Remote patient monitoring has been around for some time now. However, the COVID-19 pandemic has highlighted the benefits of remote monitoring in patient care and helped many chronic disease patients that did not have traditional access to their providers manage their conditions from the comfort of their homes.Continue reading
COVID-19 pandemic has influenced the rapid adoption of telehealth by providers across the country. During these times many providers were forced to completely switch to telehealth. Both providers and their patients experienced the benefits of telehealth.Continue reading
The population of the U.S. is aging. Today, there are more than 46 million adults aged 65 and over – which makes up roughly 14% of our population.1 This number is expected to keep growing rapidly and reach 22% by the year 2050. This is a significant increase from the 1950s when only 8% the of the population was 65 and over.1 In this decade, the last of the baby boomers will reach the age of 65, and it is projected that by 2030 1 in 5 people in the U.S. will be 65 and over.2Continue reading
During the pandemic, many patients and providers got a chance to experience the benefits of telehealth. While this opportunity was enabled by the loosened regulations due to the state of emergency, the future and application of telehealth and remote patient monitoring is now in the hands of the healthcare lawmakers that determine reimbursement policies.
In the 2022 Physician Fee Schedule, the Centers for Medicare and Medicaid Services proposed an extension of most of the COVID-19 relaxations until the end of 2023. Such extension would allow for sufficient time to assess which services should be permanently kept after the public health emergency. In addition, the proposal extends coverage for telehealth sessions treating substance abuse and mental health issues.
The other proposed changes include the elimination of geographical restrictions, allowing the patient’s home to be the originating site for the mental health video telehealth coverage, with a requirement that there is at least one in-person visit every six months. When it comes to audio-only telehealth, CMS proposed changes to their previous requirements. If passed, these changes would allow for audio-only telehealth to be used for mental health diagnosis, evaluation, and treatment.
“CMS is proposing to limit the use of an audio-only interactive telecommunications system to mental health services furnished by practitioners who have the capability to furnish two-way, audio/video communications, but where the beneficiary is not capable of using, or does not consent to, the use of two-way, audio/video technology,” the agency said. “CMS is also proposing to require the use of a new modifier for services furnished using audio-only communications, which would serve to certify that the practitioner had the capability to provide two-way, audio/video technology, but instead, used audio-only technology due to beneficiary choice or limitations.”1
CMS also proposed expansion of Medicare coverage for real-time mental health telehealth treatment provided by FQHCs (Federally qualified health centers) and RHCs (Rural health clinics). As of right now, neither FQHCs nor RHCs have been listed as distant site telehealth providers. Such expansion of Medicare coverage can make a tremendous difference for underserved populations.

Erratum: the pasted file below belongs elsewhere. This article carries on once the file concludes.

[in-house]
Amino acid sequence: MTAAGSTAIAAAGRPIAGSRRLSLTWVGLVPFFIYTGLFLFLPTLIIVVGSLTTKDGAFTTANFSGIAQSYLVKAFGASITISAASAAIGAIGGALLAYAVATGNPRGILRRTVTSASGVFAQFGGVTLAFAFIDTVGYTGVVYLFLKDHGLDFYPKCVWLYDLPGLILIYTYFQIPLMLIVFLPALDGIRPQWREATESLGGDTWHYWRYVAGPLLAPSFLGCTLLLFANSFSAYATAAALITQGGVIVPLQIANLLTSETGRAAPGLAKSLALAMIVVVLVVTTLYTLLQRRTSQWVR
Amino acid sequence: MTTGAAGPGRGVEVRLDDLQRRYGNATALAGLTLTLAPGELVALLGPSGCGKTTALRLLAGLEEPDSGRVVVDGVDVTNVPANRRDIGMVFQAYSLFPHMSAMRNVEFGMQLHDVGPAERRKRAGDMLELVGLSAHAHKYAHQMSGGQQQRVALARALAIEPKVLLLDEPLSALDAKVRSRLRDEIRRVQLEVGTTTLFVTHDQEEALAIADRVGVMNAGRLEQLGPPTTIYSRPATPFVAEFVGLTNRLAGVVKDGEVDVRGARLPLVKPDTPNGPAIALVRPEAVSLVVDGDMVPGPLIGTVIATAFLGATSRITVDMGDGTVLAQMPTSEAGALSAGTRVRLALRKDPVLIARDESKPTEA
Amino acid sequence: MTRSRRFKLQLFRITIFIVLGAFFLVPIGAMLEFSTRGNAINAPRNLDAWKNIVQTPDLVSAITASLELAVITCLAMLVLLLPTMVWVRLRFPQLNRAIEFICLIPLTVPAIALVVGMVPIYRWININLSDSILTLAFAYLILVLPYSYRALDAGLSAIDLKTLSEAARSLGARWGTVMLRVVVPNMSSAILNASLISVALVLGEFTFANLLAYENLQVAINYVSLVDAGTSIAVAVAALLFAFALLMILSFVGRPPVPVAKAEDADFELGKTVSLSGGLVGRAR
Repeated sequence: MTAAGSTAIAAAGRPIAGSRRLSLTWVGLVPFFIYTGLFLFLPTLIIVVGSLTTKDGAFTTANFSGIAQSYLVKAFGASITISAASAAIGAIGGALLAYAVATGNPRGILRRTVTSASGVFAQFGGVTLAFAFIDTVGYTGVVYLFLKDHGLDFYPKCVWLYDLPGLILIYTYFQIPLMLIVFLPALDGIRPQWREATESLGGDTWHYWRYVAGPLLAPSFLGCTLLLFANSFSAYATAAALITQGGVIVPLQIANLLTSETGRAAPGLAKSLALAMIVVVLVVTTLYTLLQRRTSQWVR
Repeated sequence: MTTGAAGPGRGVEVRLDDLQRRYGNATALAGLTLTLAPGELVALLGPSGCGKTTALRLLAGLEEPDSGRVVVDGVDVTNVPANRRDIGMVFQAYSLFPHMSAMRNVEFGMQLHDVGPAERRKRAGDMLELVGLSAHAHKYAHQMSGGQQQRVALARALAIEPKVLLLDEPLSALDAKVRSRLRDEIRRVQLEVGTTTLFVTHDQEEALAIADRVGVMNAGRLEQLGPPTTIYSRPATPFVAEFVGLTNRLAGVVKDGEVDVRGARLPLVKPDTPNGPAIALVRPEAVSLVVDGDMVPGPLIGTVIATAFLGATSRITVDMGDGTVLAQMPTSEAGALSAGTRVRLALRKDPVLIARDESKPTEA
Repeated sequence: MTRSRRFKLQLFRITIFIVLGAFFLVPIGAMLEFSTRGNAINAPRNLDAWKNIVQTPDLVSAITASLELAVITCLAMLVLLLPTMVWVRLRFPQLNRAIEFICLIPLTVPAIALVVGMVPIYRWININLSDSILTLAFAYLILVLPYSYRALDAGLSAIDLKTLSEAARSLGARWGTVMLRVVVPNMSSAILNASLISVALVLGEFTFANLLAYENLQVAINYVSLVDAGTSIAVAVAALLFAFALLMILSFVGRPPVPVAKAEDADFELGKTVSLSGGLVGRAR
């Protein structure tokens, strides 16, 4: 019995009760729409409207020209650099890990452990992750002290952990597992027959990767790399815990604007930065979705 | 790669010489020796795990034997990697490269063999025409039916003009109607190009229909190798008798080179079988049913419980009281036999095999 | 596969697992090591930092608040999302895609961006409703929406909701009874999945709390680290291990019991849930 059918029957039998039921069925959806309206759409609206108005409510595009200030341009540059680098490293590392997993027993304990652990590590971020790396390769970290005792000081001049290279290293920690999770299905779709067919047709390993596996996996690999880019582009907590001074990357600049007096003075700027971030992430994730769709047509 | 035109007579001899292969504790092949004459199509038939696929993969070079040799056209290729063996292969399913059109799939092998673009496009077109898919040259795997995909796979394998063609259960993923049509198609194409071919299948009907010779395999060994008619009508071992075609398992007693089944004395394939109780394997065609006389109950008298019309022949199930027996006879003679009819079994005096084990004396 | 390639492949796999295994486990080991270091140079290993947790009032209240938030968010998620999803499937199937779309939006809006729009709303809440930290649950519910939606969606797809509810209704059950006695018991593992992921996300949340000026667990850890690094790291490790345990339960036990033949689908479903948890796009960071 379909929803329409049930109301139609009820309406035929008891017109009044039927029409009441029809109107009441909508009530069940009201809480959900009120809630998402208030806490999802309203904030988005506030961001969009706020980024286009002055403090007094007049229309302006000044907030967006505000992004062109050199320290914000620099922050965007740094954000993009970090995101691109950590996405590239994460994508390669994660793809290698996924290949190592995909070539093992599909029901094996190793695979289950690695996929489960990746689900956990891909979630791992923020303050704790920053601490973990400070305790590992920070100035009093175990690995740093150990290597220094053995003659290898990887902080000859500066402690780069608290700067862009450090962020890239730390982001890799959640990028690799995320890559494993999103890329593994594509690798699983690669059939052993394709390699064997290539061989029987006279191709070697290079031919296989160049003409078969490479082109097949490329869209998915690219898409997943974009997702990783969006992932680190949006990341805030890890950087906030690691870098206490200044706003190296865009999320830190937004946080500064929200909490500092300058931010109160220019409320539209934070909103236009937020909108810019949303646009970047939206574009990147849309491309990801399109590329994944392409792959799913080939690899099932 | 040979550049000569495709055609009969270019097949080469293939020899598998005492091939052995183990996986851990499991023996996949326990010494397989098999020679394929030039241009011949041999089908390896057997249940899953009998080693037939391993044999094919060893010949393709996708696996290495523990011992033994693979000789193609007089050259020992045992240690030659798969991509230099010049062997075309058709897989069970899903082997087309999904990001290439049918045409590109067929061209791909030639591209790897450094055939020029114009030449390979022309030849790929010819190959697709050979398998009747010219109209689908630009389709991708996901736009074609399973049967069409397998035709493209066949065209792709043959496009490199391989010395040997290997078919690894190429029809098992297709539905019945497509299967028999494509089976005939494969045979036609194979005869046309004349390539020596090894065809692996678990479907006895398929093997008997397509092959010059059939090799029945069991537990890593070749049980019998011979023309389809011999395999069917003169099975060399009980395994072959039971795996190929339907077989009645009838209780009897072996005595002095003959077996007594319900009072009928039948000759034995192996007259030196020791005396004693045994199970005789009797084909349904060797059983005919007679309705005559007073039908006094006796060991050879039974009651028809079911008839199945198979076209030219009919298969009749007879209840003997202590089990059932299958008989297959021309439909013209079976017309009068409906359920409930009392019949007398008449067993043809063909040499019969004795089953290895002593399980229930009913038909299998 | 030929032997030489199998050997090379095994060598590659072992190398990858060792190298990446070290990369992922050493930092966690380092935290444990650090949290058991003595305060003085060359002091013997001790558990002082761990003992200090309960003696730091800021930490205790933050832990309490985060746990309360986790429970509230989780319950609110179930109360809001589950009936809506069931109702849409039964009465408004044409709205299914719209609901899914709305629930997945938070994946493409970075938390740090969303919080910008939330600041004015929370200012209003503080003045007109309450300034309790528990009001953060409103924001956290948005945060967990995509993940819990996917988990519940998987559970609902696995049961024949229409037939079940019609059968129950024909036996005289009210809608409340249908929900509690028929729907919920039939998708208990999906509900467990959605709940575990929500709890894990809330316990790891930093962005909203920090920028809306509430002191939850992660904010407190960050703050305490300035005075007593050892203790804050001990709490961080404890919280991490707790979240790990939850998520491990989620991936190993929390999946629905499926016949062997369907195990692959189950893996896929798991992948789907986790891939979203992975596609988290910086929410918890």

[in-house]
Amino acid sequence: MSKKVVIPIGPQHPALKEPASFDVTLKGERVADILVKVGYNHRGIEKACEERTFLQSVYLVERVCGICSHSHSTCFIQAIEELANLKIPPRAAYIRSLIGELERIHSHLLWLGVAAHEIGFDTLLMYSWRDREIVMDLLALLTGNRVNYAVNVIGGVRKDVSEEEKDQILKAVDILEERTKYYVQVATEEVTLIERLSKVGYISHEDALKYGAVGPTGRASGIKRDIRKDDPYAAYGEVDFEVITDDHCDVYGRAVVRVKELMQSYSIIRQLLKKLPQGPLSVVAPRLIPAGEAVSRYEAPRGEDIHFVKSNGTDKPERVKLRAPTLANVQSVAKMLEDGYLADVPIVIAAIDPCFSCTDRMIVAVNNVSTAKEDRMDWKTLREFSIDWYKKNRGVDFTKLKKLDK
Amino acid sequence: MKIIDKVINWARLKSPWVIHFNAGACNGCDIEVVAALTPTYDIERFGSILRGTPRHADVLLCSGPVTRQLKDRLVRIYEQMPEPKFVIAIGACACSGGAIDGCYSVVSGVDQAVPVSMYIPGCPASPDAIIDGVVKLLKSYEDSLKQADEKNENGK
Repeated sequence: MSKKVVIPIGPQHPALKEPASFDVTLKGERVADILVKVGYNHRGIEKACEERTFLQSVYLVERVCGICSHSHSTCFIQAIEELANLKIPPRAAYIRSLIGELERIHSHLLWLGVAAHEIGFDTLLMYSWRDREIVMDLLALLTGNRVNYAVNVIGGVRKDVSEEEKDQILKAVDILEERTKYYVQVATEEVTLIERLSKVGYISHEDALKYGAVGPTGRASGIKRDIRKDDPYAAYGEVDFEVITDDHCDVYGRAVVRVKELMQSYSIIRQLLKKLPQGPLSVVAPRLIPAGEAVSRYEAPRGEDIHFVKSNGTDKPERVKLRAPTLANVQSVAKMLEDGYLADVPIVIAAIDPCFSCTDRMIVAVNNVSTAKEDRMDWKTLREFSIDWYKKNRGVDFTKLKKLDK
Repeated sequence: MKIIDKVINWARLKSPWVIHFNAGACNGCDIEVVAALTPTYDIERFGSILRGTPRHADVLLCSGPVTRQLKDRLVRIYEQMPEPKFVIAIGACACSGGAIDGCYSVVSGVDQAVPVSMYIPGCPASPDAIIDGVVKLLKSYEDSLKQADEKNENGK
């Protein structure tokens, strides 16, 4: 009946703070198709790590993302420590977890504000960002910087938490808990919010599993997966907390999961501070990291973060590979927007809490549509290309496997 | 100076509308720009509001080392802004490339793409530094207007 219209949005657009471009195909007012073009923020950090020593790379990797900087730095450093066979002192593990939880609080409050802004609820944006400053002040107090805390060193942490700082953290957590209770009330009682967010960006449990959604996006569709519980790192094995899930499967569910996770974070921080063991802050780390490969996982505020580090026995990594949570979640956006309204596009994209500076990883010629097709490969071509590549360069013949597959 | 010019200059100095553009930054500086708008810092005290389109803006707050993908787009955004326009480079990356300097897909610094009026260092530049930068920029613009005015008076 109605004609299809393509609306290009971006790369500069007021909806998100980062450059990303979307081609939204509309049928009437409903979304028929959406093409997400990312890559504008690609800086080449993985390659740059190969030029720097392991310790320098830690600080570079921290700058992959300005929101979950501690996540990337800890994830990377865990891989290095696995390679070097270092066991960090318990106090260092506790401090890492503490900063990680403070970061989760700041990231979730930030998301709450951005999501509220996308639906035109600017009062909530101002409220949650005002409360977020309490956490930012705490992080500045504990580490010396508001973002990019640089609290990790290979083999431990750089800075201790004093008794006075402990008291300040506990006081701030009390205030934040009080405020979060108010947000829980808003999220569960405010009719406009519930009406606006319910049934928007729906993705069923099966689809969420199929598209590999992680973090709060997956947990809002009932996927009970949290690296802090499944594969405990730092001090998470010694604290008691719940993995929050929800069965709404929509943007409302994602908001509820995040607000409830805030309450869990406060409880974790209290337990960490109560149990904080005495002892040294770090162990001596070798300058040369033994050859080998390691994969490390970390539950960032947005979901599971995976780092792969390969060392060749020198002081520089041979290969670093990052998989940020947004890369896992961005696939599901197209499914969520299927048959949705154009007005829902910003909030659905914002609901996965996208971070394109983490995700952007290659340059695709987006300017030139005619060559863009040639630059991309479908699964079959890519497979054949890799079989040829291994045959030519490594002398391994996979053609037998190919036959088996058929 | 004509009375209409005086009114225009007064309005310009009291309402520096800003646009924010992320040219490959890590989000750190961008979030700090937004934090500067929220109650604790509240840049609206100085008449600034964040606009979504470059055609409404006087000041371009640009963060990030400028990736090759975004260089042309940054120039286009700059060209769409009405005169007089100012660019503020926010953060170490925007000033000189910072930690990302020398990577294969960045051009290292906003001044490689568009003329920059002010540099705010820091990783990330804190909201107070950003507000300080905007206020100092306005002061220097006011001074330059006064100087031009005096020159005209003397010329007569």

Expansion of RPM (Remote patient monitoring) coverage is still being discussed.
“Notably, the current proposal does not include any changes to the use of RPM CPT codes. This comes as a disappointment to many who had hoped CMS would remedy the limitations imposed by the 16 days’ transmission requirement,” states Carrie Nixon in a blog.4
However, the 2022 Physician Fee Schedule includes a new category of CPT codes called “remote therapeutic monitoring”. The new RTM codes with previously introduced RPM codes give healthcare providers more options for reimbursement. This proposal has greatly expanded what was understood by RTM, however, there are still plenty of unknowns and details that need to be clarified. It is expected that these unknowns will be clarified in the upcoming months so that the providers can confidently plan to implement or enhance existing telehealth and remote patient monitoring offerings.
Any feedback on the 2022 Physician Fee Schedule propositions must be submitted by September 13th, 2021.
Being a medical provider requires more than just medical knowledge. Emotional care in the providers’ approach is equally important. Providers around the world take pride in patient care. Gaining patient’s trust and establishing a positive relationship with them are the key components of providing the best care to the patient. Over time, as the patients and providers get the opportunity to build up a positive relationship with one another, providers can deliver more personalized care and increase the likelihood of achieving a better outcome. Having an established relationship will allow a patient to confide in provider, while also trusting that the treatment and guidance provided will help them achieve the best outcome possible.
With the rise of the COVID-19 global pandemic, providers, many of which have never used telemedicine before, have turned to technology to provide the best patient care possible at these unprecedented times. At the same time, many patients that have previously never used telemedicine are booking virtual appointments. When it comes to in-office visits communication, both patients and providers have certain expectations. However, with telemedicine, not only that the patient has a harder time establishing a relationship with the providers, but also the experienced providers with many years of patient care under their belt struggle. How to gain patient’s trust while remotely communicating via mobile devices? Providing a better patient experience in a virtual setting is a skill and requires time and practice to perfect. Furthermore, there are several things to keep in mind when starting to offer remote patient care.